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Traditional Animation: The Return

Discussion in 'General Discussion' started by Super Scooter, May 10, 2008.

  1. Ilikemuppets New Member

    Yeah, I think it did too, and that did sort of go back to the whole formulaic thing that they had going before after that.
  2. lowercasegods Member

    You should check out the website of Chris Sanders' website. He's doing an online comic right now that's ever so cool, plus he's currently directing a movie for Dreamworks. Should be some cool stuff a'comin'!
  3. Super Scooter New Member

    Late contribution to the Randy Newman discussion...

    Just wanted to note that Randy Newman did a pretty good job on the music for The Three Amigos. Sure, the songs didn't really do much to move the story along, and weren't really meant to, but they were pretty good.
  4. Drtooth Well-Known Member

    And yet, it was so successful, they were able to milk Stitch for years to come. there are 3 DTV movies, 2 basically are for the animated series (one as an opening pilot, the other served as the series finalie), aforementioned cartoon series, walls and walls of merchandise. There's even a Japanese spin off in the works.
  5. lowercasegods Member

    I know, and it's pathetic. The subsequent sequels are everything the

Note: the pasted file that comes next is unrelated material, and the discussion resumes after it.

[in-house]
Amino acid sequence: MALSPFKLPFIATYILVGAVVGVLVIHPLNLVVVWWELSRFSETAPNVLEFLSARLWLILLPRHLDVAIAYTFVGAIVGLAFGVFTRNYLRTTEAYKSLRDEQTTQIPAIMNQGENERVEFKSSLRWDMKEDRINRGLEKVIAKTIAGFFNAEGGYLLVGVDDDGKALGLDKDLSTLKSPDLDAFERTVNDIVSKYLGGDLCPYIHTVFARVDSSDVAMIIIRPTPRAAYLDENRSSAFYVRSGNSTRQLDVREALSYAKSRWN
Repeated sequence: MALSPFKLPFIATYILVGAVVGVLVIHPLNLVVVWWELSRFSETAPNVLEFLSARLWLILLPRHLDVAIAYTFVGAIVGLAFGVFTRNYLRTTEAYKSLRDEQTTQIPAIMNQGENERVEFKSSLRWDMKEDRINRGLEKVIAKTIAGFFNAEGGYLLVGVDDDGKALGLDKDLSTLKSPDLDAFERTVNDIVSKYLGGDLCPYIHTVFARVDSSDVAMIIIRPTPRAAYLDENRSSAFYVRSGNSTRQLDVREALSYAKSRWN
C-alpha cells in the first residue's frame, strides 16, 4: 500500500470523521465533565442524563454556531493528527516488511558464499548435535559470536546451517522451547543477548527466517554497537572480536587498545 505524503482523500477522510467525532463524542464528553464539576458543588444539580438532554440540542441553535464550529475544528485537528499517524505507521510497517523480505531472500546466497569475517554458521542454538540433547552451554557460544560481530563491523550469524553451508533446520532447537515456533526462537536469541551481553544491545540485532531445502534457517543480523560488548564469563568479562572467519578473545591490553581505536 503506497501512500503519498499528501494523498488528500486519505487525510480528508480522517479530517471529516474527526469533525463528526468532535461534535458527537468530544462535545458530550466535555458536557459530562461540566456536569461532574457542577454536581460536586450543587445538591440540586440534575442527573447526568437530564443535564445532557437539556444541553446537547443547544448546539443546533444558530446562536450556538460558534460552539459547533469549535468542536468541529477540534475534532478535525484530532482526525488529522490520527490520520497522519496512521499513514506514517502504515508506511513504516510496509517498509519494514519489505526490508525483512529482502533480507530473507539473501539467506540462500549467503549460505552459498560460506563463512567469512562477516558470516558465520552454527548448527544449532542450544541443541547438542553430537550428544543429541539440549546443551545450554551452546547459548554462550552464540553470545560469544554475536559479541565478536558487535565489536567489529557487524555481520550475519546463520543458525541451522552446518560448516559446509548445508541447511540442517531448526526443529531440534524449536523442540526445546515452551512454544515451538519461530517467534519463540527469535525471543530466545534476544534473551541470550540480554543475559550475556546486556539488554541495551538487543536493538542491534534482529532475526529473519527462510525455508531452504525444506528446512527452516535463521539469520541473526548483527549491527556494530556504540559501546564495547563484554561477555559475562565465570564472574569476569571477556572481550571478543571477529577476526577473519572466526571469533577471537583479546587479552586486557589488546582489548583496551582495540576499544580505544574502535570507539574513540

first movie was trying NOT to be. Sigh....
  6. lowercasegods Member

    Newman also helped write the script and was the voice of the singing bush! I love Randy Newman's work! Listen to "Sail Away." The most touching song with dark political commentary ever...
  7. Ilikemuppets New Member

    I know. It was Eisner at the helm.:smirk:

    Thanks! Will do! Can't wait!
  8. lowercasegods Member

  9. Ilikemuppets New Member

  10. Muppet dude Active Member

    The previous opinion was just from seeing commercials and trailers. The second was from after actually watching some of the film!
  11. wwfpooh New Member

    And yet, Eisner was around for the release of TLM, B&tB, and others. Then again, so was Roy Disney--decendant of the original, who was brother to "Uncle Walt" himself--and when Roy quit (technically, he was canned, but decided to quit before the execs in charge put the final nail in the career coffin), the company just become nothing more than a money-demanding juggernaut. Basically, Eisner was to Disney what Vince Russo is to pro wrestling: Without someone to watch them (Eisner had Roy & Russo had McMahon during his Attitude Era tenure), they write drivel (A lot of works at Disney following Eisner's full rise to power & Russo tenure in WCW and nowadays within TNA).
  12. Ilikemuppets New Member

    I know! He the guy responsible for restoring Disney's animation franchise witch I respect him for.It's not that I don't like him. I just wonder what happened?:confused: